Recently, an article on ESPN about the violence in football offered the following explanation for why football will not go away:
It [the known effects of multiple concussions, etc.] also shouldn’t give people a reason to sell their kids on the notion that it’s not a sport worth playing. It’s easy to say that when you live in the White House or you’ve benefited from a nice, upper-middle class lifestyle. It’s a different story for those kids who grow up in inner-city projects or have few options of ever improving their own lives. Ask those families what football can do for them. Their parents won’t be so quick to condemn a sport that could open doors that would ultimately be closed to them later in life.
Really? Football is some kind of hope for kids with “few options”? I think this is absurd. How many of the kids who live on this dream actually grow up to play in the NFL? If the opportunity referenced is about scholarships there may be a point to it, but I think it is really depressing that when it comes to kids with few options, one of the first things that gets brought up is sports. I’m sorry, but sports is not a salve to these issues.
Giving kids the hope that they can play in the NFL or any other major sports league is not very realistic. I also think it sells children short. The general message that is given is that if you are born into a certain situation, the only way to pick yourself up out of that hard place is to play sports. Frankly, not everyone is gifted in sports, so this message presents a message of hopelessness.
So what do I suggest? Hey, I admit I am not an expert on this at all. I am not even sure I have any alternatives to suggest, but I think that we need to get beyond offering sports as a kind of dream. It’s not realistic to tell children that they can all go and be NFL stars or NBA stars or what-have-you. We need to work with children in their situation and work to change the situation. The salve for poverty and need is not to give a false hope that only one in thousands can even have a chance to achieve.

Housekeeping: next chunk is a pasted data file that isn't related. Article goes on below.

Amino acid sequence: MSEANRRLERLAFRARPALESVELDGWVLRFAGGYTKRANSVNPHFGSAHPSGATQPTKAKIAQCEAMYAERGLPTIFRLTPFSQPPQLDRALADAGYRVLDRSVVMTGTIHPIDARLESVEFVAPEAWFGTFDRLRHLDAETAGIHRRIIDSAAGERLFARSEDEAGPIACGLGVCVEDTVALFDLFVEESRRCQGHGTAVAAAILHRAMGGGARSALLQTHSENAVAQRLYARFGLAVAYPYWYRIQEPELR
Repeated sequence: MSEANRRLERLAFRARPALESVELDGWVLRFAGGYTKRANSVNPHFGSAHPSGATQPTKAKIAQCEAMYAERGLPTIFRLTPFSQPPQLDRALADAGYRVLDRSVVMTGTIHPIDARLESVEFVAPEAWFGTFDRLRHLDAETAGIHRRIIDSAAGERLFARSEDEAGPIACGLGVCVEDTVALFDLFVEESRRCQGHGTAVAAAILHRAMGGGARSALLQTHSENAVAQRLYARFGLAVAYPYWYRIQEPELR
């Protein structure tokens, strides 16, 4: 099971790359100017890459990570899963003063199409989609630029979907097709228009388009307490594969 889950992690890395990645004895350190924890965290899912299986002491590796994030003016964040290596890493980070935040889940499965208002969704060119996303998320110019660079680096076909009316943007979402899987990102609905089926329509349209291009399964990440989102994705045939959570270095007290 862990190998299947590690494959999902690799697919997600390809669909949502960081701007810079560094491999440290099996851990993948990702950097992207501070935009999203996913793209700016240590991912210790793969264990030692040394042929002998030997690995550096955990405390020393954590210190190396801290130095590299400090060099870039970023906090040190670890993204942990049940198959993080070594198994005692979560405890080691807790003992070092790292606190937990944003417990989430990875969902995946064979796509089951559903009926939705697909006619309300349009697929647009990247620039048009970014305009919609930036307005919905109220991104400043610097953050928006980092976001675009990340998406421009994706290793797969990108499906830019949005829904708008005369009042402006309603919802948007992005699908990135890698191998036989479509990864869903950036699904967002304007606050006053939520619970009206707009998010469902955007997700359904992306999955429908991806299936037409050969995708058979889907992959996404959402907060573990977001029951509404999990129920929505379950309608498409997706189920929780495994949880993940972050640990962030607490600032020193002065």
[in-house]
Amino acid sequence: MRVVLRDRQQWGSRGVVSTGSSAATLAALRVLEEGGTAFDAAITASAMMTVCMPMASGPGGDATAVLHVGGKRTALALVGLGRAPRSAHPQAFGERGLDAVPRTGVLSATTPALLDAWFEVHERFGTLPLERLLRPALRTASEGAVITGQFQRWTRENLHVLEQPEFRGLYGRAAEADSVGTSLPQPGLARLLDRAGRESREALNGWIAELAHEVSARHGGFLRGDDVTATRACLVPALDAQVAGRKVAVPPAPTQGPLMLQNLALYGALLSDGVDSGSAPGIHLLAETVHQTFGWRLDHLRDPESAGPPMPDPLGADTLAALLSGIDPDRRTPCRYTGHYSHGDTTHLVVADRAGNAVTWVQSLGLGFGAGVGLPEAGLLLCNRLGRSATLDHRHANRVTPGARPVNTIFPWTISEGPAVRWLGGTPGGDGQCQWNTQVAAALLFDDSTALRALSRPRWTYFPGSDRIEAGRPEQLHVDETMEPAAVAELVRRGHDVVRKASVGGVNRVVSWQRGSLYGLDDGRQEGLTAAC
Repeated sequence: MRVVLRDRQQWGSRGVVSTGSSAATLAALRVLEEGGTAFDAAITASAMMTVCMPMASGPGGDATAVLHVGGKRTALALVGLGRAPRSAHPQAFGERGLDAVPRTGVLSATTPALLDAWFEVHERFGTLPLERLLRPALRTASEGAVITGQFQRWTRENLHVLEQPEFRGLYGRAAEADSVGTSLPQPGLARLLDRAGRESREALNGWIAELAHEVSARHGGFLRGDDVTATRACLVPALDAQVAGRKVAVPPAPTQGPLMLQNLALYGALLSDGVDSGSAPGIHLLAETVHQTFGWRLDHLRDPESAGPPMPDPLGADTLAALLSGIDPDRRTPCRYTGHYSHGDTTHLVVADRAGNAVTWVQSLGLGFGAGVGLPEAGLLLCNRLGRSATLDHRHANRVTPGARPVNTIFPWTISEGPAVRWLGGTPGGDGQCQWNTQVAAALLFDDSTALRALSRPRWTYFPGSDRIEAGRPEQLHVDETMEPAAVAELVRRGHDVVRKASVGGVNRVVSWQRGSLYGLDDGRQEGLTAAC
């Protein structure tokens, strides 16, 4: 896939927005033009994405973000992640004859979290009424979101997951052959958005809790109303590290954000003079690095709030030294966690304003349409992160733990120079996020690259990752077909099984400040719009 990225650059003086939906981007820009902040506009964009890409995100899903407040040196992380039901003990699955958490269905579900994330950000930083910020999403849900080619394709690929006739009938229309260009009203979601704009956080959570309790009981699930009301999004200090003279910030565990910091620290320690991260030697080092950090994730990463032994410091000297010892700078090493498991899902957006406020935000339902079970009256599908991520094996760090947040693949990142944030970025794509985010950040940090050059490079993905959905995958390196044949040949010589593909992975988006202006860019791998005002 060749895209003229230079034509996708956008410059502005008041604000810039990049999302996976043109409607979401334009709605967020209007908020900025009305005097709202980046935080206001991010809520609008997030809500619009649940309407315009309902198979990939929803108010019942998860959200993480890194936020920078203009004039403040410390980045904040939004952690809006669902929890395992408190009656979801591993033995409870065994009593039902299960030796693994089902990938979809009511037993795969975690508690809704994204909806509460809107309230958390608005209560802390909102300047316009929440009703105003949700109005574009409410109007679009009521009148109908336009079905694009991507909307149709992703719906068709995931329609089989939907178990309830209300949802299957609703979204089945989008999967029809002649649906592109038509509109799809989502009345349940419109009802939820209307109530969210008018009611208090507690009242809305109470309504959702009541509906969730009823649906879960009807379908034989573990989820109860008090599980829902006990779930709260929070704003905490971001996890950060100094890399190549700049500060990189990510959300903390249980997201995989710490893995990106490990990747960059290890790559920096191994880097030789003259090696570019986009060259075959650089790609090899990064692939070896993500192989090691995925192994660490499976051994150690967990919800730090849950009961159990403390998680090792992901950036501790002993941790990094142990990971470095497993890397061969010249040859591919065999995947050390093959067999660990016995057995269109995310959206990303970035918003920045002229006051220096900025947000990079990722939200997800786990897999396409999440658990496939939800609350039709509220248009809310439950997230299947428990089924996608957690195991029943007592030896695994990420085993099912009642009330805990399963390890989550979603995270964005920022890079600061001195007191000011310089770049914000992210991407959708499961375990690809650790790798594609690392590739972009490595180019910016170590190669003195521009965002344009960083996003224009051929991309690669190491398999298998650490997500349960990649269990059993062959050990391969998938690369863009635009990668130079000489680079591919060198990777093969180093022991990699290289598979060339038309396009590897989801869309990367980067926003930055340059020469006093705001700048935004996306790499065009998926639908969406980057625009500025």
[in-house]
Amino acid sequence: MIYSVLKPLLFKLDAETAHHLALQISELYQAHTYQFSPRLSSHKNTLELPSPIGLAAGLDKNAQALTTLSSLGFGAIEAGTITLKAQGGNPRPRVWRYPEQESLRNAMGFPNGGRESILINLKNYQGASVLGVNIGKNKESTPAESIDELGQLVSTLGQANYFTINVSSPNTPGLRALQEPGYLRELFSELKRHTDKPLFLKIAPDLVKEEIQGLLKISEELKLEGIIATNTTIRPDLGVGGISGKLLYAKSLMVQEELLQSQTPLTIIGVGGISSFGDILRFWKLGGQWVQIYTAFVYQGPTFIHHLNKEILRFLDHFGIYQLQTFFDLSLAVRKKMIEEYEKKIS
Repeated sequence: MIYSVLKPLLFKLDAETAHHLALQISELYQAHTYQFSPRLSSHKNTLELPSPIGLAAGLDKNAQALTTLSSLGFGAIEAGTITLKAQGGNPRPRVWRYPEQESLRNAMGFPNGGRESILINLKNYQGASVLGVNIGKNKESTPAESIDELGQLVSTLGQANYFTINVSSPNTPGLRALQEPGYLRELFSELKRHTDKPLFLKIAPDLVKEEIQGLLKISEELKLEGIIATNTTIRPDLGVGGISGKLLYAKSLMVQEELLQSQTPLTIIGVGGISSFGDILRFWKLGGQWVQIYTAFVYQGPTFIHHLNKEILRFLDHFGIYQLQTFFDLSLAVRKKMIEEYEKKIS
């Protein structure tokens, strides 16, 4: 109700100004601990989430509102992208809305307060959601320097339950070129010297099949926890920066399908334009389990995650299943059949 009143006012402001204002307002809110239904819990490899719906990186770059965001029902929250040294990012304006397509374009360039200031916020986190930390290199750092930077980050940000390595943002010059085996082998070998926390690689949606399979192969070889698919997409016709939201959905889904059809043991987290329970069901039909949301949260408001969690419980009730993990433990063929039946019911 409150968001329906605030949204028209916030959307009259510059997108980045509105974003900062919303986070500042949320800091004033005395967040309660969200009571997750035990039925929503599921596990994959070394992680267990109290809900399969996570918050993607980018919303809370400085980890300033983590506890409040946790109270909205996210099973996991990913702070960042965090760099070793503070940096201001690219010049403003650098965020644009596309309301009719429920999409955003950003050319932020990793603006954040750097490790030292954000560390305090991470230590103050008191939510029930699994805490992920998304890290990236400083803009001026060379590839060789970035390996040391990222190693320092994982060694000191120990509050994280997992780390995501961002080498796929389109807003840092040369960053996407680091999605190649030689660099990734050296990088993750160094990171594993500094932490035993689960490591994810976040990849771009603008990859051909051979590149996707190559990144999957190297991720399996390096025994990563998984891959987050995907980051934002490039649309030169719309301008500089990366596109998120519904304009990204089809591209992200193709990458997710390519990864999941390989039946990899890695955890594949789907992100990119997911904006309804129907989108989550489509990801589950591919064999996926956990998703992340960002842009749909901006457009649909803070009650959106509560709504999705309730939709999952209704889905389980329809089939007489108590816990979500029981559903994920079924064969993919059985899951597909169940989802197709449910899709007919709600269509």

As a Christian, I have to say that we need to be praying about those in need. We need to use our gifts to forward the causes that help care for those who are in want. We need to get beyond offering false hopes and offer the true hope of Christ. I know for some that is groan-inducing. Allow me to explain: I’m not suggesting that just going around preaching the Gospel will magically reduce poverty and lead to world peace. What I am suggesting is that the Christian worldview, in all of its robust splendor, provides a motivation to care for those in need. It also provides a framework for viewing those in need not as people to whom we need to throw a bone in the form of false hope, but persons who are fellow imagers-of-God whom we are called to aid. There are no easy answers to all the needs of our time, but at least as Christians we are called to take on those needs head-on. I hope you’ll join me.
Finally, I’ll have you know that all of this comes from an avowed NFL fan. I love football. My point is we should not use it as a substitute for real hope.
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Here’s the article that touched off this issue for me: http://espn.go.com/nfl/playoffs/2012/story/_/id/8905129/super-bowl-xlvii-football-change-survive